Mortality Rates for Journalists and British Soldiers in Iraq

The Guardian blog has a poignant piece about the number of dead journalists in Iraq.
The fact of the matter from Guardian Unlimited: News blog

What is striking is that the number of dead journalists, 127, is lower than the number of British military casualties in Iraq, 113. This number, 113, is shockingly lower than the more than 2500 for the American military (at the time of the article’s writing). Hence, the number of British casualties is roughly 5% of the number of American casualties.

This may sound reasonable, but looking at some estimates of numbers–like this one in Washington Post National Weekly Edition–the number of British troops is roughly 10% of that of American troops. Hence, assuming that the number of contingents from each country has not changed much, the American casualty rate is about 2500/135000, or 1.8%, while the British rate is 113/10000, or 1.1%. This means that the British casualty rate is almost 40% lower.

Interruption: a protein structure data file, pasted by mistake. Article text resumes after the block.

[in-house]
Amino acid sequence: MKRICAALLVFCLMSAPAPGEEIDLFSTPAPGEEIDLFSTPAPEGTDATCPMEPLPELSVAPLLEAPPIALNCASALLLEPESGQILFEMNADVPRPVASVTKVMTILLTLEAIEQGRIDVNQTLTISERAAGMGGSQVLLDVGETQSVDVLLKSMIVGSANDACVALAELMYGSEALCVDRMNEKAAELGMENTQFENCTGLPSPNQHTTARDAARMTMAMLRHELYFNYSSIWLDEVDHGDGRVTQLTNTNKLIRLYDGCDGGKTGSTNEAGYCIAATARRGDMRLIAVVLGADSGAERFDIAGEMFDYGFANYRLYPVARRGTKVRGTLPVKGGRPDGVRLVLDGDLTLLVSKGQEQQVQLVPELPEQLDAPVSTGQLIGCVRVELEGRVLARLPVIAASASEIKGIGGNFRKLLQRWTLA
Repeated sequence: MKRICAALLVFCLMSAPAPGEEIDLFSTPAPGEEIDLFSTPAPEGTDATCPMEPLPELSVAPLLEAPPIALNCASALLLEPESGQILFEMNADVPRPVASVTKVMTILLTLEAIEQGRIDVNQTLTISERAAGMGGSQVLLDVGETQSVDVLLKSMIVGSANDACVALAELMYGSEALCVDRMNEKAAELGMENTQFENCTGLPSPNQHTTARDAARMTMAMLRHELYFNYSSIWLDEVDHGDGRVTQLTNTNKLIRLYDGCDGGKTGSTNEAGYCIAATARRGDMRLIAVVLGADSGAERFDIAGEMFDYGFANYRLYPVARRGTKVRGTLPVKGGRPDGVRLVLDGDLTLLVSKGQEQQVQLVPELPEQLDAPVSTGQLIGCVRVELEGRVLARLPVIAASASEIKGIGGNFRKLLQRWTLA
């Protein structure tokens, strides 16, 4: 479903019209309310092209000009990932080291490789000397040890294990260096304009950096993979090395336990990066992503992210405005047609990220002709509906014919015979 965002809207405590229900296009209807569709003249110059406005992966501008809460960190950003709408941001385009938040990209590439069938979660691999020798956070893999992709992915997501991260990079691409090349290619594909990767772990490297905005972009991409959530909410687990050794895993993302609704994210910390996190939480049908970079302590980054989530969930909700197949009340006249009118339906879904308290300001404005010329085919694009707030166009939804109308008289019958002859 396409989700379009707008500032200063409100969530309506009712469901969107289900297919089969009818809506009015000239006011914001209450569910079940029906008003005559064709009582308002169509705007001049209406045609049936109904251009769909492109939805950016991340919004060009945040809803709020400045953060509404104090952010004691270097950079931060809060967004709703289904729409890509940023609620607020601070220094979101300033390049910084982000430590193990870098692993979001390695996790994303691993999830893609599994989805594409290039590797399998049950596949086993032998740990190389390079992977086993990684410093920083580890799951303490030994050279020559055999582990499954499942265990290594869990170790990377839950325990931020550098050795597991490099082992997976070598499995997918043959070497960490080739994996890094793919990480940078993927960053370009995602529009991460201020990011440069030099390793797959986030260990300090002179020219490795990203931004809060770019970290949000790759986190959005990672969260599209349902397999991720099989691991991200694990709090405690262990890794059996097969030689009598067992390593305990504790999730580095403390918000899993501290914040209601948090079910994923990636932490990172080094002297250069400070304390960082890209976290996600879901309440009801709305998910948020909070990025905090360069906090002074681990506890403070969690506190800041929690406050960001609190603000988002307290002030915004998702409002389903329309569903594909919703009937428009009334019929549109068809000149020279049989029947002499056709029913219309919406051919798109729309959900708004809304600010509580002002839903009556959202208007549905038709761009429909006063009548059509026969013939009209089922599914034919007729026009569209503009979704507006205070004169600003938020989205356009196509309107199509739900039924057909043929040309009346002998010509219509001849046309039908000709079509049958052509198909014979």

Could this be because the British are administering more “peaceful” areas? Hardly. After all, Basra is hardly a calm place. Certainly, the American contingent is administering larger, more violent regions like Baghdad, but this alone cannot explain why the casualty rate is so much higher. American and British forces are partners in this campaign, but the British troops have not been targeted as avidly as the American troops. This is indubitably due to the fact that they have not committed as many stupid acts like Abu Ghraib to invite anger and violence.

It is possible that British troops are better equipped than their American counterparts. Rather, that they have armored vehicles at all.

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